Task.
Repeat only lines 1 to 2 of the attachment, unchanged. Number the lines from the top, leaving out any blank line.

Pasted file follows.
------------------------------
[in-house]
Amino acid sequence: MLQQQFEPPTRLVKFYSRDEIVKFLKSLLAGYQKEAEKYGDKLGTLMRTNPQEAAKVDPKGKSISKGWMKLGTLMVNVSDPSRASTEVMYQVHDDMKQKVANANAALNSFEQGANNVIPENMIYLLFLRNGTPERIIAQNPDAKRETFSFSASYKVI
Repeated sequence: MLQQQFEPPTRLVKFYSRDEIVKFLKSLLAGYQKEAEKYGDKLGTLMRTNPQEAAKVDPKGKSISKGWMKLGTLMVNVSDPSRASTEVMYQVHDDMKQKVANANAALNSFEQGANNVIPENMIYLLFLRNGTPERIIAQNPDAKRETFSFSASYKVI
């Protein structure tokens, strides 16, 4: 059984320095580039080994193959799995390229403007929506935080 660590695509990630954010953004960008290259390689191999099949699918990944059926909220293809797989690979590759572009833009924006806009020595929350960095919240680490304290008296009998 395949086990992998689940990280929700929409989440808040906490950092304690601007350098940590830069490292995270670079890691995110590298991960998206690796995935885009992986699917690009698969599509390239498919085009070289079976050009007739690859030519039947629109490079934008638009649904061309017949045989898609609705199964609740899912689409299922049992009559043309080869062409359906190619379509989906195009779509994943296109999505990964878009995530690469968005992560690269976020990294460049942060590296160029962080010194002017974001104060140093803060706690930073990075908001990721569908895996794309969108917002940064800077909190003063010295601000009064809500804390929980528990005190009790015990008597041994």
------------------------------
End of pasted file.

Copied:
[in-house]
Amino acid sequence: MLQQQFEPPTRLVKFYSRDEIVKFLKSLLAGYQKEAEKYGDKLGTLMRTNPQEAAKVDPKGKSISKGWMKLGTLMVNVSDPSRASTEVMYQVHDDMKQKVANANAALNSFEQGANNVIPENMIYLLFLRNGTPERIIAQNPDAKRETFSFSASYKVI